Sundown. I’m on vacation, sitting on the beach. I’m wearing a red Hawaiian shirt, swim trunks, a Resistol summerwear cattleman’s hat, and I’m reading Agatha Christie’s “Murder on the Orient Express.”
I’m carefully keeping my electrolytes and B vitamins balanced with a healthful tonic that comes in longneck bottles.
In the middle distance, I’m watching a mother teach her son to swim.
“Don’t let me go, Mom!” the kid shouts, and his voice ricochets off the smooth water. He’s maybe 6 years old.
“I won’t let you go,” his mother says.
“Please! Don’t let go.”
“Keep kicking your legs, honey, I’ve got you.”
The colors of the sun paint a Monet on the Gulf’s glasslike surface. The kid’s father is also watching the ordeal. The dad is half in the water, knee-deep, videoing the whole thing on his phone.
“Wave to the camera!” shouts Dad.
And in this moment I am eternally grateful that I was born before the Age of Phone Video. I wouldn’t have wanted my chubby childhood on film.
I don’t need visual documentation of my fledgling moments. Such as the second-grade Christmas pageant when I dropped a frankincense box off the gymnasium stage and nearly gave Mrs. Simms a subdural hematoma.
Besides, I don’t look good on camera. If someone would have videoed my first swim lesson, I’ll tell you what they would have witnessed: incoordination.
The guy who first attempted to teach me to swim was named Rodney. Rodney was a lifeguard at our public pool. He had army tattoos and a deep affection for unfiltered Camels.
The main thing I remember about Rodney was that he drove a 1970 Dodge Charger (B-body) with a 440 Six Pack Hemi hood cutout and a pistol-grip shifter. Not that this matters.
When it came to swimming, Rodney’s philosophy was pretty laid back. He would throw us kids in the shallow end like bowling balls and shout, “Good hustle!”
You could be lying on the shore, dead from aspiration, and Rodney would still shout, “Good hustle!”
So his lessons didn’t take. And eventually Rodney gave up on me because I was a lost cause. But you know who didn’t give up on me? My father.
It was on a hot July afternoon that my father taught me the art of buoyancy not far from Tahlequah, Oklahoma, at the feet of the Ozark Mountains. I was 5.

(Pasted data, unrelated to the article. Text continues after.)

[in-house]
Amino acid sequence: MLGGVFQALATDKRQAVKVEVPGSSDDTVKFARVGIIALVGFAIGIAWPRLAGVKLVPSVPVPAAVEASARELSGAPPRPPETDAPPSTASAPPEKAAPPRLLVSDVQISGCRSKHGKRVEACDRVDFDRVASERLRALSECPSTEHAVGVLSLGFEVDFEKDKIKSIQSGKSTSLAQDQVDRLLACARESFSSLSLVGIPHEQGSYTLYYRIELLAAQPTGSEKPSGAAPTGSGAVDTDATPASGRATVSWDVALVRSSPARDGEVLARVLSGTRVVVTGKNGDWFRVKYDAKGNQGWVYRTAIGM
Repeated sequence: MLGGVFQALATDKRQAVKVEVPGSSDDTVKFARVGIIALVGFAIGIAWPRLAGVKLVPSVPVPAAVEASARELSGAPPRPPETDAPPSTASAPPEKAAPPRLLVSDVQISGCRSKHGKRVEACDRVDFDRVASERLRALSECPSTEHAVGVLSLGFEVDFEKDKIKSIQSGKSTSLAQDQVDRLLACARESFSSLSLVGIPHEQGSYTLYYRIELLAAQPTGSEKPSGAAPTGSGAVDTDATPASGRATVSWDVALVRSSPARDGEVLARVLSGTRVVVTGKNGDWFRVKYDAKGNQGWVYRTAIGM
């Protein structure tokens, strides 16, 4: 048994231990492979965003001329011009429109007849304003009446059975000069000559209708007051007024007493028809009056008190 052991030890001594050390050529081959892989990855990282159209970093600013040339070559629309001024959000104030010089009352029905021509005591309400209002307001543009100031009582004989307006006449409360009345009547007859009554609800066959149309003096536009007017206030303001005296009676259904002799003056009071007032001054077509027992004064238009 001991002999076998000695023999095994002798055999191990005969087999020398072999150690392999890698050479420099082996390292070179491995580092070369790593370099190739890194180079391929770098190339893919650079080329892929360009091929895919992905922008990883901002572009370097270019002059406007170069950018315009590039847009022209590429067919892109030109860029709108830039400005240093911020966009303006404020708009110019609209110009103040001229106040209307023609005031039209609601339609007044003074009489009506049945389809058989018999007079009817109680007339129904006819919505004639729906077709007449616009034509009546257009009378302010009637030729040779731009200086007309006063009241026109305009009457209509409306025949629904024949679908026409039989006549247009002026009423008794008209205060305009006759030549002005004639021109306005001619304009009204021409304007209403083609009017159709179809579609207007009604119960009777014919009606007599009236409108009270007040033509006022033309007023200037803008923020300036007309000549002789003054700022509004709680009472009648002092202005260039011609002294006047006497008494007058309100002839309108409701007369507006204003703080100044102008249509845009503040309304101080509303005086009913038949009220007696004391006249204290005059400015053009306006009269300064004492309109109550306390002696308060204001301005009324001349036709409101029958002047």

My ironworking old man leapt into the tea-colored water of Tenkiller Ferry Lake. He was shirtless, wearing cutoff jeans, and a Resistol Flagstaff model hat.
And I shouted the mantra of all non-aquatic kids worldwide: “Don’t let me go!”
He supported my belly and said, “Kick your legs. Don’t forget to kick.”
“Please, don’t let go!”
His voice was laced with the patience of Saint Norman—patron saint of bowling balls.
“I won’t let go.”
And it happened. It was a miracle. I did it. I learned to tread water. I found myself suspended in the drink, under my own recognizance.
Daddy let his voice boom. “You’re doing it, kiddo!”
Next, my father taught me to do a redneck version of the breaststroke, wherein you do the breaststroke while keeping your beverage-hand above water.
And I am evermore thankful that nobody caught that particular day on video because it’s considerably more holy in my memory. I don’t know whether I have ever felt more loved than I did in that lake.
After my lessons finished, I sat near a campfire with my father for the remainder of the evening. I was nine feet tall and made of Kevlar, and sunburned something fierce.
My father and I were both redheads—put us in the sunlight for 13 seconds and we became oven-roasted chiles.
Still, I was feeling no pain that night because all I could sense was my father’s deep pride. And there is no pride more sacred than that of parenthood. My father was so pleased that he placed his own hat upon my tiny head and called me “Hoppy” for the rest of the night.
“Look, Mom!” the boy in the Gulf water shouts, jerking me back into the present moment. “Look! I’m doing it!”
The kid splashes wildly. And he is swimming. Kinda.
I say God bless him. Because it takes a lot of courage to leave the safety of loving arms and launch into the dark water. It’s scary out there, and this kid is braving the unforgiving world just like the rest of us.
I find myself removing my old hat just to inspect the cracked hat band where my late father’s handwritten name is still scrawled on the leather.
“Don’t let me go,” I’m whispering to the sweaty bottle in my hands.
“I won’t,” replies the faded memory of a ghostly ironworker’s voice. “I won’t let you go, kiddo.”
Well. I hope he never does.